Affidavit: Man who attacked senator's office spoke of aliens

FORT WORTH — A 40-year-old homeless man who spoke of aliens and twice visited state Sen. Wendy Davis' offices demanding to see her returned Tuesday and tossed a paper bag filled with six Molotov cocktails against the outer door, sparking a small fire, police said Wednesday.

Cedric Steele, who has been living in an abandoned home on Donnelly Avenue, was arrested late Tuesday in a convenience store parking lot in the 6000 block of Camp Bowie Boulevard, Fort Worth Police Chief Jeffrey Halstead said.

He faces a charge of arson of a building. Bond is set at $50,000.

Steele had visited Davis' office Friday and again Monday, requesting to speak with the senator about a tazing incident that occurred in Michigan, according to an arrest warrant affidavit.

He left behind part of a dead animal, "stating it was a new species and wanted the senator to see it," the affidavit said.

Davis said Steele's demeanor and his demands led her staff members to believe that "he was probably not completely stable."

Police said Steele likely acted alone. Police found empty bottles, wicks and an empty can of lighter fluid in the vacant house, Halstead said.

Before his arrest, Steele "spoke of an alien species" to officers and said he "had another piece of the alien in the rafter" of the vacant residence on Donnelly, the affidavit says.

Halstead said bottles filled with an accelerant were used to spark the small fire outside Davis' third-floor offices in the So7 development, on West Seventh Street just west of downtown, about 4 p.m. Tuesday.

Steele is wanted on warrants out of Tulsa, Okla., for aggravated assault and battery and interruption, disruption or interference with an emergency call, court officials there confirm.

Court records show that the warrants were issued in December 2005, one month after Steele had been sentenced to one-year probation on a conviction of breaking and entering.

Tulsa County records show Steele was also sentenced to one-year probation for a December 2002 conviction of assault and battery.

Tarrant County court records list Steele's address as of 2007 as the Presbyterian Night Shelter.

His only conviction in Tarrant County was for failure to identify - a misdemeanor - for which he was sentenced in February 2007 to 10 days in jail.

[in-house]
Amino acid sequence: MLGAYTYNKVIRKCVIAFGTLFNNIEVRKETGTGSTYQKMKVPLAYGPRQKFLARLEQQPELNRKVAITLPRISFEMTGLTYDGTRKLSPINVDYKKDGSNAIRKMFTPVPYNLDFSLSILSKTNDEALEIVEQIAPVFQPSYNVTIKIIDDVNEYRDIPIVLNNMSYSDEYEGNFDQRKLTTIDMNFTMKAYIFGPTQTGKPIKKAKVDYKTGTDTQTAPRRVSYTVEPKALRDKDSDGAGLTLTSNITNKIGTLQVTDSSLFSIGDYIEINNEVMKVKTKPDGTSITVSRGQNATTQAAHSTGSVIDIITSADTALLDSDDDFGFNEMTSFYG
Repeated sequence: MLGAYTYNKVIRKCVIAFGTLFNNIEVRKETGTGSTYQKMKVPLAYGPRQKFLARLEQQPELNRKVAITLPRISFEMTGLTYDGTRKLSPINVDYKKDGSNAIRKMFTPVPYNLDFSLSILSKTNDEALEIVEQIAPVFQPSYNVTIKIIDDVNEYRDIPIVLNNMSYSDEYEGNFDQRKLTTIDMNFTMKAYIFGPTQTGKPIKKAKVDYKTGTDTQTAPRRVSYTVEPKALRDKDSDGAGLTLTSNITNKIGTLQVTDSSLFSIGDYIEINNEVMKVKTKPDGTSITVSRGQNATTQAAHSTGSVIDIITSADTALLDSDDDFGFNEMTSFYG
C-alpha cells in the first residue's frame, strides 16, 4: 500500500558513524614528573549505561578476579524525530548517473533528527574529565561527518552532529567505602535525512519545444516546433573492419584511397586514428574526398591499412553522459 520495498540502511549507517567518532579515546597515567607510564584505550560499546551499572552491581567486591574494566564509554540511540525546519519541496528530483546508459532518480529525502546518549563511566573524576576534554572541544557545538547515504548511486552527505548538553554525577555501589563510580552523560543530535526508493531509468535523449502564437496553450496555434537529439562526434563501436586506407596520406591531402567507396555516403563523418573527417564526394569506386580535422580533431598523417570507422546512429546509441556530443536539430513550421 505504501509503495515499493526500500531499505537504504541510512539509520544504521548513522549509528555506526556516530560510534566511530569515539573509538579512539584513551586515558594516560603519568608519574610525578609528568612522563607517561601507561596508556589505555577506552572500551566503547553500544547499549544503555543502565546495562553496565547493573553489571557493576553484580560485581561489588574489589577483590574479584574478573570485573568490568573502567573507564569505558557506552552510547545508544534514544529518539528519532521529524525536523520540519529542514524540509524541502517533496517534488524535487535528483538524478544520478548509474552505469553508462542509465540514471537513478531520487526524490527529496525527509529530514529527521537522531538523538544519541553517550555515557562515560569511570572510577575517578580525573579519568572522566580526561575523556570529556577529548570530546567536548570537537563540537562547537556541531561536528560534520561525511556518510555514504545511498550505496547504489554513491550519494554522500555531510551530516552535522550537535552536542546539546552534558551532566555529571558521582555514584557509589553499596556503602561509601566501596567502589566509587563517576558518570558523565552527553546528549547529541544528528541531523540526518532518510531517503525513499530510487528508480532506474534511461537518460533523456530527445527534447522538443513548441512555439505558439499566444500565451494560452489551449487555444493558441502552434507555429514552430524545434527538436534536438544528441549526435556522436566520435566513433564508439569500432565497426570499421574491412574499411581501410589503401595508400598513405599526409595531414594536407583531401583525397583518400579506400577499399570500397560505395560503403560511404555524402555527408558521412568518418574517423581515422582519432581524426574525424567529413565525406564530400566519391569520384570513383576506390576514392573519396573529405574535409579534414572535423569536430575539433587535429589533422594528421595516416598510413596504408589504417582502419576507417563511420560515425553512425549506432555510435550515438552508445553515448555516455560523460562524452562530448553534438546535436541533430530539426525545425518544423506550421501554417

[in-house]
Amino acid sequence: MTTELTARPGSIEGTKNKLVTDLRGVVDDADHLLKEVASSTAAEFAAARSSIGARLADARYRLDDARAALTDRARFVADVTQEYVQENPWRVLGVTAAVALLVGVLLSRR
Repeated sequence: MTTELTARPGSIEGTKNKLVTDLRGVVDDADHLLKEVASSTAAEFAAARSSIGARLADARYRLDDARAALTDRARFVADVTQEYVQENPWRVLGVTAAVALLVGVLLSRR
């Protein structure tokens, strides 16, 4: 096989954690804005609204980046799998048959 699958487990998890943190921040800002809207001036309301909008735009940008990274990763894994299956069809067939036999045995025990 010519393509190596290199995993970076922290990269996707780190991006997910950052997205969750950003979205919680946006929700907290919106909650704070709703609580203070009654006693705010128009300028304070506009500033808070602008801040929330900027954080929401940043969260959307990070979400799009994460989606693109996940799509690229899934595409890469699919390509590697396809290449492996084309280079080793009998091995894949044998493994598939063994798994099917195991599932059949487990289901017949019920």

Steele has four convictions between 2006 and 2010 in Dallas County, one for a assault of a family member and three for criminal trespassing, Dallas County records show.

There is no public record indicating that Steele is registered to vote in Tarrant County.

A resident of the Donnelly Avenue neighborhood said Wednesday that he has seen Steele in the area for the past three to four months, and that Steele had been living in the vacant house for a month or two.

Matthew Jackson, 22, said Steele asked him for pocket change every time he saw him.

"I told him, on one occasion, at the 7-11, 'Hey, you know you can go give some blood and they'll give you at least 50 bucks?' " Jackson said.

"He then began to speak all kinds of gibberish and I couldn't understand. But I did understand when he said, 'No, no, that's how you get them demons.' "

On Wednesday, Davis used the incident to call for civility: We should "be careful about the type of rhetoric bandied about."

We need "to stop demonizing (political opponents) ... in a way that might incite these kinds of responses."

No injuries were reported in the fire, but the incident was "alarming and very scary," Davis said Tuesday night at a news conference outside the office on West Seventh Street.

A building maintenance worker chased a man but could not catch him, authorities said.

The Fire Department began an arson investigation with the help of Fort Worth police and state troopers, fire officials said.

Anthony Spangler, Davis' communications director, said a staffer heard a thud at the door and opened it to find flames.

The employee "jumped over the flames that were blocking the doorway" to escape the office, get a fire extinguisher and put out the fire, he said.

"We have an office that's open to the public all the time, and so we're always potentially vulnerable to things like this," he said. "We're thankful that no one was injured."

On Wednesday, Boyd Richie, chairman of the Texas Democratic Party, released a statement calling the attack "deplorable."

"Offering oneself up for public service, whether as an elected official or a staffer, should never result in the threat of physical violence," he said.

Firefighters responded at 4:03 p.m. Tuesday to an automatic fire alarm, Fire Capt. Tom Crow said. The fire was relatively small and did not get inside the office.

Davis was at her law office in downtown Fort Worth at the time.

She said that when she heard of the attack she thought of the January 2011 shootings in Arizona in which six people were killed and U.S. Rep. Gabrielle Giffords and 13 others were wounded.

"It's a sad but true fact of public service that we have to feel concerned sometimes for our personal safety," Davis said. "But we can't let that stop us."

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